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Listen To The Controversial Panel Featuring Dana Goldstein, Motoko Rich, and Me Right Here

Jose Vilson Jose Leave a Comment

Hey everyone, Last night, I had the pleasure of being invited by Dana Goldstein, author of the must-read education history book of the year The Teacher Wars, and New York Times education writer Motoko Rich to speak at the New America NYC panel on Goldstein’s aforementioned book. We did a good job parsing some of the education issues of today. Glad the place was sold out, and there might be …

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My Contribution To #FergusonSyllabus [Edutopia]

Jose Vilson Mr. Vilson Leave a Comment

Hey everyone, I wrote up a resource on how to teach about and beyond the events of Ferguson, and included examples of how some teachers are already doing it. Please read and let me know what you think. 3. Bring it back to the individual. We don’t often get the chance to reflect about our misgivings or perceptions of each other. Especially in diverse communities (and I do mean diverse …

Building A Better Teacher by Elizabeth Green

Pedagogy First (A Note on Elizabeth Green’s Building A Better Teacher)

Jose Vilson Jose 1 Comment

Every so often, I love reading other folks talk about standards without any current teachers present in their conversation. Even a cursory read of education history in this country shows how intellectual [white] men throw their moral and scholarly swag about what teachers should and shouldn’t be focused on. On the other hand, the teachers I eavesdrop on try to out-intellectual the folks imposing their “thought leadership” onto those of …

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Not All My Teacherfolk Are My Kinfolk

Jose Vilson Jose 12 Comments

Tiffanie Drayton’s open letter to the teachers who wore NYPD t-shirts on the first day of school ought to be printed and passed around in every staff meeting: To your Black and Latino students, many of whom must have serious conversations with their parents about safeguarding their person from those charged to serve and protect them — the NYPD — your actions are deeply hurtful. Any remaining innocence they brought …

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On Honest and Civil Conversation (Simmer Down Now)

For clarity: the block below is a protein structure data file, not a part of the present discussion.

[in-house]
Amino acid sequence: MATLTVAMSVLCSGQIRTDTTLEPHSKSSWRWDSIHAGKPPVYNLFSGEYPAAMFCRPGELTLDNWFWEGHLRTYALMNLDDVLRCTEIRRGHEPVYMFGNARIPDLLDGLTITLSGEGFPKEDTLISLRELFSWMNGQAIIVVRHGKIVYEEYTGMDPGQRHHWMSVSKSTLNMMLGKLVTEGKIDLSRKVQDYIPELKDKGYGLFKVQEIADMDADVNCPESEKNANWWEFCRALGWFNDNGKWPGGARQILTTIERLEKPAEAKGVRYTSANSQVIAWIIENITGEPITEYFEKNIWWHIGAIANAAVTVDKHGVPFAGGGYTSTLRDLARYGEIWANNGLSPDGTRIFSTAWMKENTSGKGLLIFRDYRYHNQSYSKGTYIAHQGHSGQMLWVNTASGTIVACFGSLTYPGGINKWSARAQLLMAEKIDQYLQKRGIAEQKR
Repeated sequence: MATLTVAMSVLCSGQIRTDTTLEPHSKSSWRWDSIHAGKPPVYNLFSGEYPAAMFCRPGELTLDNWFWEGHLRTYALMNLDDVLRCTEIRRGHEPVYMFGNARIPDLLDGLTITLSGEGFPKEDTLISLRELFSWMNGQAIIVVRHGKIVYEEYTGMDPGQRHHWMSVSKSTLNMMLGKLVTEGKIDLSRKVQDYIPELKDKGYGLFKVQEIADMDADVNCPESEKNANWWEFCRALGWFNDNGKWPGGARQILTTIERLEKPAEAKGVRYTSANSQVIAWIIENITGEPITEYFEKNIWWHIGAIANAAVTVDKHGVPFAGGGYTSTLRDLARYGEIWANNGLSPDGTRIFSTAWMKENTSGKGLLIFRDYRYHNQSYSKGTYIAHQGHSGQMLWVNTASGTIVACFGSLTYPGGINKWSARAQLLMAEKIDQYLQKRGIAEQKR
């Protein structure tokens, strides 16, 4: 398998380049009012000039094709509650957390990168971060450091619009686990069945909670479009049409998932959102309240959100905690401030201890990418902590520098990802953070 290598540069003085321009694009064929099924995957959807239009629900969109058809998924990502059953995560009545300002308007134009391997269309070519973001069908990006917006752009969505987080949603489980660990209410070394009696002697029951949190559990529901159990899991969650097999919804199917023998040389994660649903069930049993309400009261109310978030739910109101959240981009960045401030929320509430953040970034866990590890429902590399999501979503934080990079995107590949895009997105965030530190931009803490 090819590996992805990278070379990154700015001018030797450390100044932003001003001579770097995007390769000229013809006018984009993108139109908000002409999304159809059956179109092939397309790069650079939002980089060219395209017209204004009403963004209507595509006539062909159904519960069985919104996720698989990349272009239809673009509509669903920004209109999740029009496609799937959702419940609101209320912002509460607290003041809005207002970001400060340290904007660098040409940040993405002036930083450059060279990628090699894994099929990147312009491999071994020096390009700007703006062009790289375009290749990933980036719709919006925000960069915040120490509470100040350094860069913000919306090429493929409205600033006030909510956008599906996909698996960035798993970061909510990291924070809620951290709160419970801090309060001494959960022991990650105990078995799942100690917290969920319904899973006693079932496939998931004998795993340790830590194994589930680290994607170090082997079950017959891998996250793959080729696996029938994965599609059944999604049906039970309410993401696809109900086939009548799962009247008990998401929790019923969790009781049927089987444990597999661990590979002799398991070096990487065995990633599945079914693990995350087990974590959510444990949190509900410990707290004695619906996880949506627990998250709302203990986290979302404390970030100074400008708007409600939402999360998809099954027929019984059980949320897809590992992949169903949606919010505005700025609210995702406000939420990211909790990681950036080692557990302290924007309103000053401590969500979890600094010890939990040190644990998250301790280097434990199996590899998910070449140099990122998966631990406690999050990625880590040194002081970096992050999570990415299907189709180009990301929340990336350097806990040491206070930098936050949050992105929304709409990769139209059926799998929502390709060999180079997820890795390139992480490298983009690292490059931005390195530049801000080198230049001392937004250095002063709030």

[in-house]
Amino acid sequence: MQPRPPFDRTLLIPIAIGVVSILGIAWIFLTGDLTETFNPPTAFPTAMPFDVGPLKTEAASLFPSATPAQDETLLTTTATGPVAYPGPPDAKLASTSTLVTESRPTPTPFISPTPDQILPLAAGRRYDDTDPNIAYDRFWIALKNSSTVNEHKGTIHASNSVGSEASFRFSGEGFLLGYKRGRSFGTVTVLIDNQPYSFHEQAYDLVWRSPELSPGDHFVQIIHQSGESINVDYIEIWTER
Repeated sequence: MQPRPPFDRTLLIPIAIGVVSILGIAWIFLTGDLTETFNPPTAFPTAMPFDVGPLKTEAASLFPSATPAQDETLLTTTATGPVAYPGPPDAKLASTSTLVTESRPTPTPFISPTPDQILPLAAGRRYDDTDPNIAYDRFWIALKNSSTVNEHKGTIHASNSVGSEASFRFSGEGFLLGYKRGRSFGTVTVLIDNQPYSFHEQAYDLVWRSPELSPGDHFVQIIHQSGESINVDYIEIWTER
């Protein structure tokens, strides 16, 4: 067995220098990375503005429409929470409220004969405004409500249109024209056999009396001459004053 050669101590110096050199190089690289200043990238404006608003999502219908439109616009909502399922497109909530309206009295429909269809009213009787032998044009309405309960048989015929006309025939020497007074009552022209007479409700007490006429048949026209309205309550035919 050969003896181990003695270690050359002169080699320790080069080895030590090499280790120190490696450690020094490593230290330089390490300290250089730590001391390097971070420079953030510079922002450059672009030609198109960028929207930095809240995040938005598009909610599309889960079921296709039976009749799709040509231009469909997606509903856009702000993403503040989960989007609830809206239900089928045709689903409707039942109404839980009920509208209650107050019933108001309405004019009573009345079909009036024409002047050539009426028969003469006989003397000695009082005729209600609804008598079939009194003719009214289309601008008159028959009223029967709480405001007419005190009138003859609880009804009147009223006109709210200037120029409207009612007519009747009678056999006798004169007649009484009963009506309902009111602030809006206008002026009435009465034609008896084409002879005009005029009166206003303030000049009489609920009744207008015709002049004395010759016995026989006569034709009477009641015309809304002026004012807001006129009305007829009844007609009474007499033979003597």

Jose Vilson Jose 7 Comments

The first audience reaction to my speech at the Network for Public Education came from a older, burly white man with big hands and a soft voice. Not that any of this scares me much since I’m from the hood, but context matters. “Jose, I’m glad you’re here and I appreciate what you had to say today, but, when you referred to Tea Party people as subhuman …” Whoa, what? …

Classroom Window

Changing The Narrative, Right From My Classroom

Jose Vilson Mr. Vilson Leave a Comment

Tomorrow, New York City teachers go for their first day back from vacation. With no kids and two weeks to clean out their caches (well, some of us), we’ll hopefully come back refreshed and ready to take on the relentless energies of the burgeoning young minds in front of us. Or whatever it is we choose to believe. This year, I’ve never been as excited to hop in and do …

My actual classroom from eight years ago. Same room this year, too.

Meeting My Once and Future Classroom

Jose Vilson Jose 1 Comment

Meet my once and future classroom. It once had a exposed wooden door, working lights, nine unmarked boxes, beige lockers, and a second year teacher scared for his career. I know this because I was him eight years ago. Throughout the year, the desks rumbled and shuffled about the class, sometimes in groups, in pairs, or in single row and file while students and their teacher prepared for tests of …

Our School by Sam Chaltain

Our School and How I Just Want To Hear What Happened

Jose Vilson Jose Leave a Comment

This is a quick blog recommending that you read Our School by Sam Chaltain. I’m in the throes of reading three edu-books in a row while promoting mine. What Chaltain provides in buckets is a first-hand account of what’s happening in two different, but clearly interesting schools in Washington, DC. In case you’re wondering, this isn’t a book review. For most of my educational career, I’ve mostly read books that already come …

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On Due Process, Or What You Call Tenure

Jose Vilson Mr. Vilson 13 Comments

For the purposes of this essay, I’m using the term “due process” in lieu of tenure because people like Whoopi Goldberg (and millions of others) confuse “tenure” for “job for life.” If that’s what we call “tenure,” then “due process” is more exact. More and more, what it means for K-12 educators and college professors is coming to a confluence. As far as my contract is concerned, it’s not like, …